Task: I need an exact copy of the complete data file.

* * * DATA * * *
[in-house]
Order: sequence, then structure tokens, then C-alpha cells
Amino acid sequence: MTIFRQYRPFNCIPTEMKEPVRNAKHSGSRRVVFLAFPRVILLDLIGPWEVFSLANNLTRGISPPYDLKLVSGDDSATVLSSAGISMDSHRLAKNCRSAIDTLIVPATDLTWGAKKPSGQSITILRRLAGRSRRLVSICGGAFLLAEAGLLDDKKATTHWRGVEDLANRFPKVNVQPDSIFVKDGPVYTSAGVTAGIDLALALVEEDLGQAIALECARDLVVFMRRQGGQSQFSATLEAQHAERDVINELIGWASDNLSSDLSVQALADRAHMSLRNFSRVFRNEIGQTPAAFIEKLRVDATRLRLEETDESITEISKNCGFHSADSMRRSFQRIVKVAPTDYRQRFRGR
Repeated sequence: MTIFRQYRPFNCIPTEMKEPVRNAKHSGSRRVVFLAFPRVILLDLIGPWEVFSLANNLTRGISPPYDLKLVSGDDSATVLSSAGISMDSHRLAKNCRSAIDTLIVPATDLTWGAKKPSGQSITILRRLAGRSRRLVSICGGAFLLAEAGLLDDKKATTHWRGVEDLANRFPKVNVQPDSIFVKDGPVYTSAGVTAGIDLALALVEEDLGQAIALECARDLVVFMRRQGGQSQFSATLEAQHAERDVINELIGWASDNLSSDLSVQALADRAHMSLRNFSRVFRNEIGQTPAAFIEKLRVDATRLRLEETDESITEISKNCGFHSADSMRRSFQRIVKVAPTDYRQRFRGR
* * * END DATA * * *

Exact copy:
[in-house]
Order: sequence, then structure tokens, then C-alpha cells
Amino acid sequence: MTIFRQYRPFNCIPTEMKEPVRNAKHSGSRRVVFLAFPRVILLDLIGPWEVFSLANNLTRGISPPYDLKLVSGDDSATVLSSAGISMDSHRLAKNCRSAIDTLIVPATDLTWGAKKPSGQSITILRRLAGRSRRLVSICGGAFLLAEAGLLDDKKATTHWRGVEDLANRFPKVNVQPDSIFVKDGPVYTSAGVTAGIDLALALVEEDLGQAIALECARDLVVFMRRQGGQSQFSATLEAQHAERDVINELIGWASDNLSSDLSVQALADRAHMSLRNFSRVFRNEIGQTPAAFIEKLRVDATRLRLEETDESITEISKNCGFHSADSMRRSFQRIVKVAPTDYRQRFRGR
Repeated sequence: MTIFRQYRPFNCIPTEMKEPVRNAKHSGSRRVVFLAFPRVILLDLIGPWEVFSLANNLTRGISPPYDLKLVSGDDSATVLSSAGISMDSHRLAKNCRSAIDTLIVPATDLTWGAKKPSGQSITILRRLAGRSRRLVSICGGAFLLAEAGLLDDKKATTHWRGVEDLANRFPKVNVQPDSIFVKDGPVYTSAGVTAGIDLALALVEEDLGQAIALECARDLVVFMRRQGGQSQFSATLEAQHAERDVINELIGWASDNLSSDLSVQALADRAHMSLRNFSRVFRNEIGQTPAAFIEKLRVDATRLRLEETDESITEISKNCGFHSADSMRRSFQRIVKVAPTDYRQRFRGR